Paying more than one mortgage payment per month is hard, particularly when you find yourself in a financial bind. If you are experiencing financial trouble and have more than a single mortgage on your home, you may feel especially overwhelmed by your circumstances. However, there is hope for debtors who have multiple mortgages on their homes. Chapter 13 bankruptcy is an option you should consider if you aren't able to make your mortgage payments.
Ultimately, some will decide Chapter 7 bankruptcy is best for them, but you need to know Chapter 13 is a viable choice in a lot of situations. It's not right for everyone, but it can be a source of relief for many.
How Chapter 13 bankruptcy can help you with a second mortgage
Chapter 13 bankruptcy refers to a specific section of the United States Bankruptcy Code; there are several chapters dealing with bankruptcy, but most private citizens are affected by Chapter 13 and Chapter 7. Each chapter has its own requirements and responsibilities, as well as advantages and disadvantages.
Chapter 7 bankruptcy is the most drastic of the two; it results in a complete discharge of all debts, secured and unsecured, but it carries a cost: with only a few exceptions, all secured property must be surrendered to the bankruptcy court for distribution to the creditors.
However, with Chapter 13 bankruptcy, the individual is provided with a payment plan that helps them manage their debt repayment. This payment plan typically applies to secured debt, such as homes, cars and other possessions. For credit cards and other unsecured loans, the debt is usually settled for a much lower amount than what is owed.
This means you can keep your secured property and not be forced into surrendering it for distribution to creditors. In the case of homes, Chapter 13 bankruptcy permits you to set-up such a payment arrangement for your first mortgage and keep your home if you adhere to the plan.
One of the powerful advantages offered by Chapter 13 bankruptcy is the ability to release a second mortgage altogether while still keeping your home. If your first mortgage is the same amount or more than your home's value, then the law converts additional mortgages to unsecured debt after bankruptcy. At that point in time, you will be able to settle that obligation the same as any other unsecured debt, which usually means for a lot less money.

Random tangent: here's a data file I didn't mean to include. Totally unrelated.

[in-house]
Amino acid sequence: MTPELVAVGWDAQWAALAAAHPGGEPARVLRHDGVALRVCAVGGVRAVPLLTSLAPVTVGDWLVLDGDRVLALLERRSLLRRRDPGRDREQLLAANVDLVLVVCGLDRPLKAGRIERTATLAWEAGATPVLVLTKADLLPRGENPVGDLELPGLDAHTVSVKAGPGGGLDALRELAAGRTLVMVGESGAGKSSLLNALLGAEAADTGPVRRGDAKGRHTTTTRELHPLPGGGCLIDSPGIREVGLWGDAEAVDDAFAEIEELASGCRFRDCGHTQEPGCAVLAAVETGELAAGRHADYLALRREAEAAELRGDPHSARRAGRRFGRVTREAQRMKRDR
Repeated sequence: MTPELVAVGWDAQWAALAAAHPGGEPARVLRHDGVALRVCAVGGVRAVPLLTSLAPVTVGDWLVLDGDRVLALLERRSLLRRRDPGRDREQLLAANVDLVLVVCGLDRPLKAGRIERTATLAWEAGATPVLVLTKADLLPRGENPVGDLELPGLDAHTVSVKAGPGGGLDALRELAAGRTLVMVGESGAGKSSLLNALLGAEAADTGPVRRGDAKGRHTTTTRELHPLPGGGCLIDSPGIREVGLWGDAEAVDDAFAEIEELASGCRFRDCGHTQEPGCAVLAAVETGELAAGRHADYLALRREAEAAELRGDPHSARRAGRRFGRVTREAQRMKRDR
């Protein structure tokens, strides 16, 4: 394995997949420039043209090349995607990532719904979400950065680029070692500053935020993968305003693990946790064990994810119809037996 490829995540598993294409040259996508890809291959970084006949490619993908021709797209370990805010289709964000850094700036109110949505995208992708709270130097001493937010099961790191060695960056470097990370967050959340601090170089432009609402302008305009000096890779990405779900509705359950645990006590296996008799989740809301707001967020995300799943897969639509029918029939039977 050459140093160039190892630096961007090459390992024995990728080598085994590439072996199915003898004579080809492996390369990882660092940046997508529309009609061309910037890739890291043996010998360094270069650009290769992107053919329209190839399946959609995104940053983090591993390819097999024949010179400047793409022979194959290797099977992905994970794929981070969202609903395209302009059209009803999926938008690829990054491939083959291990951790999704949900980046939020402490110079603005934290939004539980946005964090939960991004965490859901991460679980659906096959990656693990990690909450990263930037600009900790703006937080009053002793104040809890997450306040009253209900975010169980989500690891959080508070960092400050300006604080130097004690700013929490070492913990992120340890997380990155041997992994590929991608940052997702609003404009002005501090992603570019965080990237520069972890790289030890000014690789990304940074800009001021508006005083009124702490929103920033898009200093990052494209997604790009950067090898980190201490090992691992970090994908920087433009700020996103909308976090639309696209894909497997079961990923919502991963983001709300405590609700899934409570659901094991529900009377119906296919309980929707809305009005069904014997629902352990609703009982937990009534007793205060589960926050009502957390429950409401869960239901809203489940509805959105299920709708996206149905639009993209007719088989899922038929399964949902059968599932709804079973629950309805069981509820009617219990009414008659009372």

Knowing which to choose: Chapter 13 or Chapter 7 bankruptcy
You should carefully "screen" your particular situation to make sure you will truly benefit from Chapter 13 bankruptcy and find relief from a second mortgage debt. In some circumstances, Chapter 7 bankruptcy might be your best alternative, and it is important you understand your options.
Below are a few factors that can help you decide whether Chapter 13 bankruptcy or Chapter 7 bankruptcy makes sense for you:
Disposable income level – in general, the less money you have available as "disposable income" will help keep your repayment amounts low for unsecured debt. If you make too much money, then your percentage will rise and may make Chapter 13 bankruptcy a poor option. However, be sure you understand how much you may have to surrender if you file for Chapter 7 bankruptcy; it, too, can cost you money if your income is too high.
Ability to make regular monthly payments – as long as you will be able to make the required monthly payments during the term of your Chapter 13 bankruptcy, you will be able to discharge your unsecured debt after the payments are finished. However, if you knowing going into it you can't afford the payments, you probably should pursue Chapter 7 bankruptcy to eliminate the second mortgage. By attempting to make payments and failing, the second mortgage balance will continue to build and accrue late fees and interest. That means after you exit Chapter 13 bankruptcy, you will owe even more than before. Chapter 7 bankruptcy will cost you your home, of course, but at least you can start with a clean financial slate.
Amount of equity in your home - if you hold some equity in your home, then a second mortgage holder secured claim will remain intact. That means a second mortgage cannot be converted to unsecured debt and settled; filing Chapter 13 bankruptcy may still make sense for you, but you will lose that major advantage.
If you are considering bankruptcy as a way of trying to manage your second mortgage debt, a bankruptcy attorney can assist you with understanding the complexities of the law. They will not only give you sound advice regarding which option is best for you, but they will also guide you through the process.
Check out sites like http://www.kreislerlaw.com for more information.